Extract all keys from an object (json)

Description

Given an object (json), write code to extract all the keys from it. This is a question that I really wanted to ask everybody for a long time ago but I did not have time to write it up. It can be helpful in some cases in your daily work.

Rule:

• You can use any parse function to get the JSON object, it does not cost you any bytes
• Since a JSON object is a data structure that is not available in some languages, you can use any kind of data that has a similar structure in your favorite language.
• To be clear, the input to your function should be a JSON object if it can.
• The object can have nested keys.
• The object can contain arrays and if it contains an array you will use the index of each element as a key.
• Output can be a list with any format but it is preferred to be line by line.
• The output keys can be arranged in any order, it does not matter.
• Shortest bytes for each language will be win.
• You can use any delimiter between each child key and its parent. Here I use . (please see the sample output for more detail).
• The key can be a special character. For example: The input I got from @tsh
{"":{"":4,".":5},".":2,"..":3}


But this is a special case and it is not required to handle it. You are better to avoid it.

Example

Given an object:

A = {
"name" : {
"first": "jane",
"last": "doe"
},
"lang" : ["html", "css"]
}


Then the output should be:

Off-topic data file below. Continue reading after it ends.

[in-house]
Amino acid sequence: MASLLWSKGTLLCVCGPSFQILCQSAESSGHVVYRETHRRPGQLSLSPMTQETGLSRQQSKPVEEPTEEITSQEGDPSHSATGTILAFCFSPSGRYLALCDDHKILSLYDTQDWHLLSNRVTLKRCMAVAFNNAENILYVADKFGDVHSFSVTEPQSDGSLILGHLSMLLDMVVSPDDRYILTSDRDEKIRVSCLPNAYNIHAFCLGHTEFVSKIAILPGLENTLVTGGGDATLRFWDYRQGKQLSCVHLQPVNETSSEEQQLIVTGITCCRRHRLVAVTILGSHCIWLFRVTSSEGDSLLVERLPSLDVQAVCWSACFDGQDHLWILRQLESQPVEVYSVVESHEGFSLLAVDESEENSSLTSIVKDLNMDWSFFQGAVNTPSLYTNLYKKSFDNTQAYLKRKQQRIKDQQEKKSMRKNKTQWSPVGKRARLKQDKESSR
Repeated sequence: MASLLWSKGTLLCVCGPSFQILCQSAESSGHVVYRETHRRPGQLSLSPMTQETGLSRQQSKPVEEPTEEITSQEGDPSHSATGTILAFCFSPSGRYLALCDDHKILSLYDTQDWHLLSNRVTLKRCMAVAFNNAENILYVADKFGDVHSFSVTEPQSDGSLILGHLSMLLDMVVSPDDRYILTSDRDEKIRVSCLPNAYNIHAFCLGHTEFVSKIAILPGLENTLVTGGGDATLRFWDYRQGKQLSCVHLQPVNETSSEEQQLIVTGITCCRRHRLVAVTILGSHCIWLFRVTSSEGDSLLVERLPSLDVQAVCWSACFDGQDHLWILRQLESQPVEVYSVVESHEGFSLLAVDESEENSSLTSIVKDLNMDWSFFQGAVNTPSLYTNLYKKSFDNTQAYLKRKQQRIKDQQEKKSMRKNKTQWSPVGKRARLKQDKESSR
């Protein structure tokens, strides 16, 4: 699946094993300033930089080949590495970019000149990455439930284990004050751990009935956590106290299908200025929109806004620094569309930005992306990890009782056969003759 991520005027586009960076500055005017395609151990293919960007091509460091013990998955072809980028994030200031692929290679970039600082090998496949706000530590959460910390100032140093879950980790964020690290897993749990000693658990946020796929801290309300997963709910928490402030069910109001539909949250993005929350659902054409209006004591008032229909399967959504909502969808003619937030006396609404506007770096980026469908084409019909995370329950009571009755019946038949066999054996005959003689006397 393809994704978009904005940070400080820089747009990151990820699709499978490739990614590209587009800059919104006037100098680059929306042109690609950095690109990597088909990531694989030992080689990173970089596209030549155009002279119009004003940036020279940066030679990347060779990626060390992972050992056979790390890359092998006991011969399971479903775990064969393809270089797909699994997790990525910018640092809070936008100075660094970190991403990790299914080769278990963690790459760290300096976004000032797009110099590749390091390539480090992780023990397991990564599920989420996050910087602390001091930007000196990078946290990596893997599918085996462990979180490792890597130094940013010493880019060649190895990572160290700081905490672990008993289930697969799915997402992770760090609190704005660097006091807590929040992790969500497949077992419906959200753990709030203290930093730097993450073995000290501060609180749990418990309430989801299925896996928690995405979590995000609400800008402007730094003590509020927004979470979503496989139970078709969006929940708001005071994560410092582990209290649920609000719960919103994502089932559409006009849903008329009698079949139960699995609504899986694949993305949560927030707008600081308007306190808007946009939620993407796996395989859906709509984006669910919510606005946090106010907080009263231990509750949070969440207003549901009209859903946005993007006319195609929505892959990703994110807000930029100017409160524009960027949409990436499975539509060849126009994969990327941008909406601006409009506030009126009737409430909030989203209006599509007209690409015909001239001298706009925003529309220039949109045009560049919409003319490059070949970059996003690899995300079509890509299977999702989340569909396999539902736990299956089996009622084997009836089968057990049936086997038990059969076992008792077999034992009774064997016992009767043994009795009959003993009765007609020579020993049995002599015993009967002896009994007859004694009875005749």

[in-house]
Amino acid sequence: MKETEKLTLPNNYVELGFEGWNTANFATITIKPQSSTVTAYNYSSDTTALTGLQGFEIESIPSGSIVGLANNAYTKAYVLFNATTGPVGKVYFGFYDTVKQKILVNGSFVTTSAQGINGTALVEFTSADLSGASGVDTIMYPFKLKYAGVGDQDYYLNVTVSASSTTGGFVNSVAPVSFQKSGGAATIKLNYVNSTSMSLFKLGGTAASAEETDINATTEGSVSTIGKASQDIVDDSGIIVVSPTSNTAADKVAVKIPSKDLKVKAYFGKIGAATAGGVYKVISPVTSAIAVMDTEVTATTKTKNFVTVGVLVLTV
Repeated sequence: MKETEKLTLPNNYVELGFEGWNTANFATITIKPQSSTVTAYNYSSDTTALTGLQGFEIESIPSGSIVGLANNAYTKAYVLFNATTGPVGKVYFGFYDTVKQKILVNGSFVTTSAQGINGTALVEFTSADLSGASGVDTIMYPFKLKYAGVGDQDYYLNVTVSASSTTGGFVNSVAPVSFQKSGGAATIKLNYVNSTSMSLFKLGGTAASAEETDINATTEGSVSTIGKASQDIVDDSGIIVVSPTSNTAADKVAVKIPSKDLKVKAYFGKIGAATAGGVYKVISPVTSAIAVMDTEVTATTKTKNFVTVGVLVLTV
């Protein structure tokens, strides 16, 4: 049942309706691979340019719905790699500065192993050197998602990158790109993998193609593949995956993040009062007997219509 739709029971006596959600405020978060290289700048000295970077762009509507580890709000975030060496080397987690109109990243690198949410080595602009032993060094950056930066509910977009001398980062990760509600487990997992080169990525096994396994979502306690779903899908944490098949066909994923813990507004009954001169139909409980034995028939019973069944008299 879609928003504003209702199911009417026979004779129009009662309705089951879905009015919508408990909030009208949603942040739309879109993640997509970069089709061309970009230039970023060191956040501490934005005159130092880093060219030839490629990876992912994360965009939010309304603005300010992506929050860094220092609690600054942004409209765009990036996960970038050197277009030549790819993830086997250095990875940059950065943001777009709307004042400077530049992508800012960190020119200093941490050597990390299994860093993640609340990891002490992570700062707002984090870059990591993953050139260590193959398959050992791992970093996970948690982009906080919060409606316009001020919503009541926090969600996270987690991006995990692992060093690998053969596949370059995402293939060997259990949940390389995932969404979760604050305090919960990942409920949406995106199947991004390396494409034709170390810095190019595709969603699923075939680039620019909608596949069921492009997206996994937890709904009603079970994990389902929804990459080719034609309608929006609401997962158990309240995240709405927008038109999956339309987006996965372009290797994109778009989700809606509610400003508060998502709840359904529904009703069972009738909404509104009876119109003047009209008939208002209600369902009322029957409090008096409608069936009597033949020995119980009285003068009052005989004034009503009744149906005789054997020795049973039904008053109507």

"name"
"name.first"
"name.last"
"lang"
"lang.0"
"lang.1"



The index key (0 and 1) are a little tricky here, so for some languages like Javascript, it can be [0] and [1] instead.

So the example below is also correct:

"name"
"name.first"
"name.last"
"lang"
"lang[0]"
"lang[1]"


A Sample test case:

Input:

{
"quiz": {
"sport": {
"q1": {
"question": "Which one is a correct team name in the NBA?",
"options": [
"New York Bulls",
"Los Angeles Kings",
"Golden State Warriors",
"Houston Rockets"
],
}
},
"maths": {
"q1": {
"question": "5 + 7 = ?",
"options": [
"10",
"11",
"12",
"13"
],
},
"q2": {
"question": "12 - 8 = ?",
"options": [
"1",
"2",
"3",
"4"
],
}
}
}
}


Output:

[
"quiz",
"quiz.sport",
"quiz.sport.q1",
"quiz.sport.q1.question",
"quiz.sport.q1.options",
"quiz.sport.q1.options.0",
"quiz.sport.q1.options.1",
"quiz.sport.q1.options.2",
"quiz.sport.q1.options.3",
"quiz.maths",
"quiz.maths.q1",
"quiz.maths.q1.question",
"quiz.maths.q1.options",
"quiz.maths.q1.options.0",
"quiz.maths.q1.options.1",
"quiz.maths.q1.options.2",
"quiz.maths.q1.options.3",
"quiz.maths.q2",
"quiz.maths.q2.question",
"quiz.maths.q2.options",
"quiz.maths.q2.options.0",
"quiz.maths.q2.options.1",
"quiz.maths.q2.options.2",
"quiz.maths.q2.options.3",
]


This is my solution using jq:

jq -r '[paths|map(.|tostring)|join(".")]'


Full code:

jq -r '[paths|map(.|tostring)|join(".")]' file.json


The content of file.json is an object from input

• What's your victory criteria? I assume code golf? – Value Ink Nov 8 at 2:32
• Is {"":{"":4,".":5},".":2,"..":3} valid input? What output is expected? – tsh Nov 8 at 3:23
• @JoKing, you are right, I think it is okay to user parse function or you can take an equivalent object or use your languages that has similar data structures. I just updated my question, please take a look at it. – chau giang Nov 8 at 6:25
• @chaugiang, there is no need to .|tostring inside map(), just tostring is enough. But as it is code golf, is shorter with "\(.)". – manatwork Nov 8 at 10:36
• @chaugiang When you say "it's up to you, it's better to avoid them" it does not help clarify. What you really mean is that we can assume they are not present. Can you please update the question to use more exact language. For example, if you were only allowing alphanumeric then it's better to say "Assume keys take characters from [a-zA-Z0-9] and are non-empty" (Note, that example may allow too little but it's what I'm trying to explain.) – Captain Man Nov 8 at 15:47